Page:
In my capstone class for future secondary math teachers, I ask my students to come up with ideas for *engaging* their students with different topics in the secondary mathematics curriculum. In other words, the point of the assignment was not to devise a full-blown lesson plan on this topic. Instead, I asked my students to think about three different ways of getting their students interested in the topic in the first place.

I plan to share some of the best of these ideas on this blog (after asking my students’ permission, of course).

This student submission comes from my former student Allison Metlzler. Her topic, from Precalculus: the Law of Cosines.

What interesting (i.e., uncontrived) word problems using this topic can your students do now?

Real world word problems are an effective engagement because the students can actually relate to the events occurring in the problem. Below are two word problems where one deals with animal footprints and the other talks about trapeze artists.

1. Scientists can use a set of footprints to calculate an organism’s step angle, which is a measure of walking efficiency. The closer the step angle is to 180 degrees, the more efficiently the organism walked. Based on the diagram of dinosaur footprints, find the step angle B.

2. The diagram shows the paths of two trapeze artists who are both 5 feet tall when hanging by their knees. The “flyer” on the left bar is preparing to make hand-to-hand contact with the “catcher” on the right bar. At what angle (theta) will the two meet?

The problems were obtained from http://www.muhsd.k12.ca.us/cms/lib5/CA01001051/Centricity/Domain/547/Trig/13-6%20Law%20of%20Cosines.pdf.

How could you as a teacher create an activity or project that involves your topic?

Activities are a great way to engage students. They require the students to explore the topic and make new discoveries. It can also benefit students who learn best by doing hands-on work. The activity, http://hilbertshotel.wordpress.com/2013/01/10/law-of-sinescosines-mapquest/ involves the law of sines, the law of cosines, and MapQuest. You will need a map of your school or just one of your school’s buildings. The students will then create triangles to figure out the length of different parts of the school. In order to do this, the students will have to use the law of cosines and sines. They will be able to measure the angles of the triangles using protractors. Then they can calculate the lengths of the sides of the triangles. You can then relate this activity to the real world job of surveyors. You would also need to point out to the students that because they are rounding their calculations of the distances and angles, there is a loss of accuracy. Also, you should note that in real life, surveyors would compute the distances using a different method in order to be completely accurate. This activity is very interesting and helps the students get a good understanding of the law of cosines.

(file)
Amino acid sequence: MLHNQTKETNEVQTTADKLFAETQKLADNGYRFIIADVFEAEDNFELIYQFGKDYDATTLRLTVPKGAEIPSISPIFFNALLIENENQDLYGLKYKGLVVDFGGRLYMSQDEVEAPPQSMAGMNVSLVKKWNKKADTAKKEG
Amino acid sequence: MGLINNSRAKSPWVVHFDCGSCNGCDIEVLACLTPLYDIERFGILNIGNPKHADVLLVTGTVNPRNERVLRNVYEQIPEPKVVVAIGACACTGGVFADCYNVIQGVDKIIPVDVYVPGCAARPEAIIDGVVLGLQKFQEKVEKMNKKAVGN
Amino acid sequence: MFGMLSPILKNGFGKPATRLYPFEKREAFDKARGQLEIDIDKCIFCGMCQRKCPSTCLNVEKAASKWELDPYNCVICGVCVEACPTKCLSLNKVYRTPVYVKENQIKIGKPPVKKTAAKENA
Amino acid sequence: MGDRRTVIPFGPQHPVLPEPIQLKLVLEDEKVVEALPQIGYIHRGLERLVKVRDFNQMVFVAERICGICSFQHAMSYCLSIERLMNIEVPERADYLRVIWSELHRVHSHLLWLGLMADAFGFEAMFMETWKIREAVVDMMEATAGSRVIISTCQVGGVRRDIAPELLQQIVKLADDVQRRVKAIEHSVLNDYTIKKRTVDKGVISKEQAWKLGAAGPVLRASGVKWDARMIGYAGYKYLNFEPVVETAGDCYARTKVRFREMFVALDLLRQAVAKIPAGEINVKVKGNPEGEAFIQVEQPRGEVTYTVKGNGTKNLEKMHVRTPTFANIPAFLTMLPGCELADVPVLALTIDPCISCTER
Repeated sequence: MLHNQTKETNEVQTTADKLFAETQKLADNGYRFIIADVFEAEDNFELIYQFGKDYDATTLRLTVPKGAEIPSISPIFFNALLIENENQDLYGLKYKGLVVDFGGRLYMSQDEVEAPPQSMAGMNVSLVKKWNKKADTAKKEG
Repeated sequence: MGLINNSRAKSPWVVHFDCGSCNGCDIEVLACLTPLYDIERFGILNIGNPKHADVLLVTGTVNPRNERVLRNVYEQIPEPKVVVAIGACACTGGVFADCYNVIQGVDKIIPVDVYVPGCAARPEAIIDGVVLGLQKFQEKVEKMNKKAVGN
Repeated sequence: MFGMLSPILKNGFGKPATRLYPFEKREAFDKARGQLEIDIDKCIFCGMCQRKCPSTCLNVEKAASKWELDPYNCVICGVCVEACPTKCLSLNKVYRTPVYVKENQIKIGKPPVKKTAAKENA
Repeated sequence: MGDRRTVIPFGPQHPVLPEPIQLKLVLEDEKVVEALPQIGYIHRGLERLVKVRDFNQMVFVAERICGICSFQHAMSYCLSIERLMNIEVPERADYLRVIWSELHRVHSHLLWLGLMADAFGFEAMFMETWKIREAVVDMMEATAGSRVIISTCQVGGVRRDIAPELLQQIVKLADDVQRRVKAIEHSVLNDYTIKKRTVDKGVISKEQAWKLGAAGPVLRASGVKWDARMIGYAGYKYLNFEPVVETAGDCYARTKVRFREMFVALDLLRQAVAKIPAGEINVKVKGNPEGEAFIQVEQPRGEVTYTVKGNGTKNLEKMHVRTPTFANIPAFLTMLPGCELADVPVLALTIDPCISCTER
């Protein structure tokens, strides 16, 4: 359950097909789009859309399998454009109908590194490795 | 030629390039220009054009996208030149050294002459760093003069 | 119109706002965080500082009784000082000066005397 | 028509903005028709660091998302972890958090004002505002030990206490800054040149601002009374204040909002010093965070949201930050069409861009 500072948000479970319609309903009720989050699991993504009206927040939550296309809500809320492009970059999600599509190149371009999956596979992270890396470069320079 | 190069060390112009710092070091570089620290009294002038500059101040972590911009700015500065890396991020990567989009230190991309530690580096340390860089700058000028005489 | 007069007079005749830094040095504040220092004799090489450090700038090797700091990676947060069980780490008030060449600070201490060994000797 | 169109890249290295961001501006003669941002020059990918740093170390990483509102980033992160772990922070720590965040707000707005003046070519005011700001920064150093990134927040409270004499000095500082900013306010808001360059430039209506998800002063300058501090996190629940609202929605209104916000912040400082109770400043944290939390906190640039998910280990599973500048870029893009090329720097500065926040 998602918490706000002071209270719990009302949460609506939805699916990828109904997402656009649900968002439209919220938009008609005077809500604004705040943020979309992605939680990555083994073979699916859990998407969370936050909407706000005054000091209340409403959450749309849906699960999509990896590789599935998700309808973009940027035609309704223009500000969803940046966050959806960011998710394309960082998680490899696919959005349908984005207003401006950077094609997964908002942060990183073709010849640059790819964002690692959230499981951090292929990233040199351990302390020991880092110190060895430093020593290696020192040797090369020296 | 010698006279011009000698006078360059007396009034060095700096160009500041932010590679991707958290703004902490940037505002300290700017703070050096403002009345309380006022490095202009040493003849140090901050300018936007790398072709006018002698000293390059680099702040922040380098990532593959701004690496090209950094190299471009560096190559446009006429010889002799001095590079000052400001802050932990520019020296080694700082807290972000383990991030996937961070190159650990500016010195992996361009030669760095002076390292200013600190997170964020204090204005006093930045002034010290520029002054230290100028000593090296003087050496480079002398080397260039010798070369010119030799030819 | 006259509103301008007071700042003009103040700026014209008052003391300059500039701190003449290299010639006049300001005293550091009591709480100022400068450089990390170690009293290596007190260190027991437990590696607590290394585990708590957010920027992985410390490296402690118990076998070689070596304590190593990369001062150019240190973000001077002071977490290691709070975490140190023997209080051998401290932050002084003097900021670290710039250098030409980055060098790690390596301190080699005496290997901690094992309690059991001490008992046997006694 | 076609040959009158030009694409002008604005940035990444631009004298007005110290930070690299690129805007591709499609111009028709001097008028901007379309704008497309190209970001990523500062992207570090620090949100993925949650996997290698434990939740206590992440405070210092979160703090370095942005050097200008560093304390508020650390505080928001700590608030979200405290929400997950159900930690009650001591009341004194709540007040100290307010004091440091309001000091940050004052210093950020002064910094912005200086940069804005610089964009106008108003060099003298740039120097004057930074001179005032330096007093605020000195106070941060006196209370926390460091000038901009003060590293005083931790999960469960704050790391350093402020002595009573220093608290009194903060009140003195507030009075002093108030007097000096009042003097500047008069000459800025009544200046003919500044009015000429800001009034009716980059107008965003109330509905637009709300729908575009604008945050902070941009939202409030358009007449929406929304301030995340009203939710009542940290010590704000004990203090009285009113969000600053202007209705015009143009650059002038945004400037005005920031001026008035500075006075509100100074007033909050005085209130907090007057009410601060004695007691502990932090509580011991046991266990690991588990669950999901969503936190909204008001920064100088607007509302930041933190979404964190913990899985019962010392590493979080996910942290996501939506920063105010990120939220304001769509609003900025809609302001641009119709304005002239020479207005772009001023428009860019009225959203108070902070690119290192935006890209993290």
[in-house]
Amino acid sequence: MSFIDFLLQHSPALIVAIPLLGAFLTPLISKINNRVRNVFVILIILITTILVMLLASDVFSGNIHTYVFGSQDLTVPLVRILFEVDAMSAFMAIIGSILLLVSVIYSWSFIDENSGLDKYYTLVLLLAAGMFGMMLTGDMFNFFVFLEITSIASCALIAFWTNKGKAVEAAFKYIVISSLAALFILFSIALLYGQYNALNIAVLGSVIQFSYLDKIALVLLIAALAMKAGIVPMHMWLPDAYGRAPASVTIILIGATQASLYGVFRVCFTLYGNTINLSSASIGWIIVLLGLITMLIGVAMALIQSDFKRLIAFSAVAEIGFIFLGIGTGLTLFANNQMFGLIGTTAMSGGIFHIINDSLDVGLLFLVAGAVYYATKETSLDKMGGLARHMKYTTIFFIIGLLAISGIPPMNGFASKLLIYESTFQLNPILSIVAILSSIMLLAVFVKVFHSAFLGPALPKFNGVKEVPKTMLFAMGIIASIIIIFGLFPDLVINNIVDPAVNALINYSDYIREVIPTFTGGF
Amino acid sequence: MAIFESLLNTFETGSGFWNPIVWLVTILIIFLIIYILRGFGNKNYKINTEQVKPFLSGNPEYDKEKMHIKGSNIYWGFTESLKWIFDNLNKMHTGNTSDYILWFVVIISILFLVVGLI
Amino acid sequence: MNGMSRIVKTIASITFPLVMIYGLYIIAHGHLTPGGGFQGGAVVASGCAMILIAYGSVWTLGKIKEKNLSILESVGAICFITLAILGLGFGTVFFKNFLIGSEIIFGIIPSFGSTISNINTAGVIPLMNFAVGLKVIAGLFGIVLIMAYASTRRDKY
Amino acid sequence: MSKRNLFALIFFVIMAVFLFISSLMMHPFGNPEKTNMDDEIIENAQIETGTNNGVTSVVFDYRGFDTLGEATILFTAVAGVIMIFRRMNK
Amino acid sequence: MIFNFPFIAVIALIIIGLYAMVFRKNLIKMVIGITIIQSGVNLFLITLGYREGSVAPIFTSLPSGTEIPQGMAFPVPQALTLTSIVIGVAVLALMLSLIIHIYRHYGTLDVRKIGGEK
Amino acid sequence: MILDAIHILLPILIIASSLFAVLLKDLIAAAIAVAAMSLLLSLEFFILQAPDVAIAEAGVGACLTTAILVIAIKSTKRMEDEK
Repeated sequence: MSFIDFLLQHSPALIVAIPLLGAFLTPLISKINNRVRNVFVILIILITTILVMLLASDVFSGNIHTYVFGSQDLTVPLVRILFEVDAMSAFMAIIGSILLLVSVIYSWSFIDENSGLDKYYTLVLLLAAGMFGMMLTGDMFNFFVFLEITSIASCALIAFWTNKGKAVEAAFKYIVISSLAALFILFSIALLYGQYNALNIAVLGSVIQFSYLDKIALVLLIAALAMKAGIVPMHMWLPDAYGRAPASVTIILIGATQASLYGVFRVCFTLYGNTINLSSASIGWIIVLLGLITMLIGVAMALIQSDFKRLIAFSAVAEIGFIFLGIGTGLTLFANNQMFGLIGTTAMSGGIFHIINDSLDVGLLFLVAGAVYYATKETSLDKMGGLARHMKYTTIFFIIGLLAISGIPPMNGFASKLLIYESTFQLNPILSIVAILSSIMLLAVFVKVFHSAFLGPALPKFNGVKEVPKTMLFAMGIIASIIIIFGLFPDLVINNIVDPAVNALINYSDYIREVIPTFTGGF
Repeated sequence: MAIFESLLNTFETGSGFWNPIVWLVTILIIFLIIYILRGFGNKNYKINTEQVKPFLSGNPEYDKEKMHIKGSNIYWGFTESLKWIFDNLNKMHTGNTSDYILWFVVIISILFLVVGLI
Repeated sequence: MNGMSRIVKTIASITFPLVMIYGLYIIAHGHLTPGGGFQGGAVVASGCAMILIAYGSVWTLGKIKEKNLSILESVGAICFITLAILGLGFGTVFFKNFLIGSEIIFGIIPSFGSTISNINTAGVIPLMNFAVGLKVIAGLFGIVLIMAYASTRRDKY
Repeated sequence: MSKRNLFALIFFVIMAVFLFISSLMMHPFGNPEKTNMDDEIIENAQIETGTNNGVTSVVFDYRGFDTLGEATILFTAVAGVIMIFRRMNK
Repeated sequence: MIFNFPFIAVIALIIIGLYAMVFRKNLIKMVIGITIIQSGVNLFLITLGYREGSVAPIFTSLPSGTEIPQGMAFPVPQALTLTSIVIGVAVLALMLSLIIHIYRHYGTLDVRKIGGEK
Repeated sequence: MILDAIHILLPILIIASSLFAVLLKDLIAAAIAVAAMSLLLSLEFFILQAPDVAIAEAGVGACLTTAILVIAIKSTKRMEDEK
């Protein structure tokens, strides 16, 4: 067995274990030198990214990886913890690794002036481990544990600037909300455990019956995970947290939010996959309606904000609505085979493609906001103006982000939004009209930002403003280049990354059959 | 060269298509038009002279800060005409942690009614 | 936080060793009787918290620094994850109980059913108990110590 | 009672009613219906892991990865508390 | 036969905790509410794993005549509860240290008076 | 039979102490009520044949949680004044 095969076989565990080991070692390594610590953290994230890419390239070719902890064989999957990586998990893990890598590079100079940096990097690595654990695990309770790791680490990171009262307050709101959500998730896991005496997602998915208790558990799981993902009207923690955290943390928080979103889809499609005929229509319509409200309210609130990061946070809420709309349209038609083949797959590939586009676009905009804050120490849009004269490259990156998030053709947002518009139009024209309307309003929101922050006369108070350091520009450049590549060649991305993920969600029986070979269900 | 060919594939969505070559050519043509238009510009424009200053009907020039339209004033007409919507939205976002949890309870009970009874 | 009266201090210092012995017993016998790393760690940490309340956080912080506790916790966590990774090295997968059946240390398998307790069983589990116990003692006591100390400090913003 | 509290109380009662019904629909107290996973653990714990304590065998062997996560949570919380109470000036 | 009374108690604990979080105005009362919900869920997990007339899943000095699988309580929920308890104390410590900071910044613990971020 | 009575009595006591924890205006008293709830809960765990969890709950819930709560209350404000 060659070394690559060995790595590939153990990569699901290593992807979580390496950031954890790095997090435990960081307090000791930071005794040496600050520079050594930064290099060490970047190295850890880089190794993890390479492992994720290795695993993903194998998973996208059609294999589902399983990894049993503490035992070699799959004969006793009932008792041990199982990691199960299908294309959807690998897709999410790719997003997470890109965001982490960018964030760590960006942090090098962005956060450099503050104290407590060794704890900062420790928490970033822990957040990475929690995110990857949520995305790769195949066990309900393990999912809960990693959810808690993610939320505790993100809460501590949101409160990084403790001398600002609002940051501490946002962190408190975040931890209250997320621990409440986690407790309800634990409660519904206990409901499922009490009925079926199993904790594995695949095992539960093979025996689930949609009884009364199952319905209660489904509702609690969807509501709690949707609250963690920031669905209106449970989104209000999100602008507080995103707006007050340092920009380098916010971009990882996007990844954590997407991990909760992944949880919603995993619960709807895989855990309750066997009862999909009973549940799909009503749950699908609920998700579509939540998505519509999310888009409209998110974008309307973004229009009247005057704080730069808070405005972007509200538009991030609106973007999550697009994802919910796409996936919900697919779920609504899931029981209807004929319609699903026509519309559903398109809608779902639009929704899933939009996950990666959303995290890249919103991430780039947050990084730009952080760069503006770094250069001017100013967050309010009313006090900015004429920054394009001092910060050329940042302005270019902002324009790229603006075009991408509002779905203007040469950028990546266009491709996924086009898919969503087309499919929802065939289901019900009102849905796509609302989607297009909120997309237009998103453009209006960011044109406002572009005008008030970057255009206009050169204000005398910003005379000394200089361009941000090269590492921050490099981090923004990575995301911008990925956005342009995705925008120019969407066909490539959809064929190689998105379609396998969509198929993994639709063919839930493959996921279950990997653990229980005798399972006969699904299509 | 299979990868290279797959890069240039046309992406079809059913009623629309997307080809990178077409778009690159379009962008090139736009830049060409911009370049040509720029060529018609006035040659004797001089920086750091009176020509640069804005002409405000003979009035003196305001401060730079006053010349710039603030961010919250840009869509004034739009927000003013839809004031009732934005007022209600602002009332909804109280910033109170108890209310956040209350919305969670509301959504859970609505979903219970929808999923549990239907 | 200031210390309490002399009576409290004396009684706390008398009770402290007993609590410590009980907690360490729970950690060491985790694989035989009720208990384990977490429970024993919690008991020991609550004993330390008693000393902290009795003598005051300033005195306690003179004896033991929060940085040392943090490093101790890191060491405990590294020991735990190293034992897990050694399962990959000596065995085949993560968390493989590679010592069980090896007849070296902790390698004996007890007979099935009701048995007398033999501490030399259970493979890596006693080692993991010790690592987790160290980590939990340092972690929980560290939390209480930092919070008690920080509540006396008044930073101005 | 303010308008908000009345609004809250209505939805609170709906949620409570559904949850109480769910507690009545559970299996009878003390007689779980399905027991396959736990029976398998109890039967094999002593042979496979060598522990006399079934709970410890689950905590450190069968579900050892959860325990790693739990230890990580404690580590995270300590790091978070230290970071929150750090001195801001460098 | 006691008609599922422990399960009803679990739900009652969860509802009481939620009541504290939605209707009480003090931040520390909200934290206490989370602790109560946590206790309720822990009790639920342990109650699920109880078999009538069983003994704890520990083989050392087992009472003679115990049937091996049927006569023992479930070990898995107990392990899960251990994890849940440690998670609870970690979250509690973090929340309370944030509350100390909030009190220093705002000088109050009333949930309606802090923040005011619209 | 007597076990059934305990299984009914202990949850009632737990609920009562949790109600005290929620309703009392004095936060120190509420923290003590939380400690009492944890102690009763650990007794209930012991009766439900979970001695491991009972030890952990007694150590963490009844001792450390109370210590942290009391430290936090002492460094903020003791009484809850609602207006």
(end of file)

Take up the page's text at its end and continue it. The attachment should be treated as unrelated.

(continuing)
How can technology (YouTube, Khan Academy [khanacademy.org], Vi Hart, Geometers Sketchpad, graphing calculators, etc.) be used to effectively engage students with this topic?

A video is a great way to engage students because it’s visual and auditory which helps student understand concepts better. The video below uses Vanilla Ice’s song, Ice, Ice Baby, to introduce the law of cosines. I would play it from the start until1:51. At 1:51, the video starts introducing the idea of the law of sine. Besides just introducing the general idea of the law of cosines, it also shows how it’s derived from the Pythagorean Theorem. The video also clearly states that the Pythagorean Theorem only works with right triangles so that’s why we need the law of cosines- to help solve all triangles. It points out that you cannot only solve for a side of the triangle, but also the angles of the triangle. Another reason this video is engaging is that it is a well-known song that is catchy. Thus, the students will be able to remember the connection between the video and the concept of the law of cosines.

References:

Apply the Law of Cosines (n.d.). In MUHSD.k12. Retrieved April 4, 2014, from http://www.muhsd.k12.ca.us/cms/lib5/CA01001051/Centricity/Domain/547/Trig/13-6%20Law%20of%20Cosines.pdf

Dahl, M. (Producer). (2009). Law of Cosines Rap- Vanilla Cosines [Online video]. YouTube. Retrieved April 4, 2014, from http://www.youtube.com/watch?v=-wsf88ELFkk

Newman, J. (2013, January 10). Law of Sines/Cosines “Mapquest”. In Word Press. Retrieved April 4, 2014, from http://hilbertshotel.wordpress.com/2013/01/10/law-of-sinescosines-mapquest/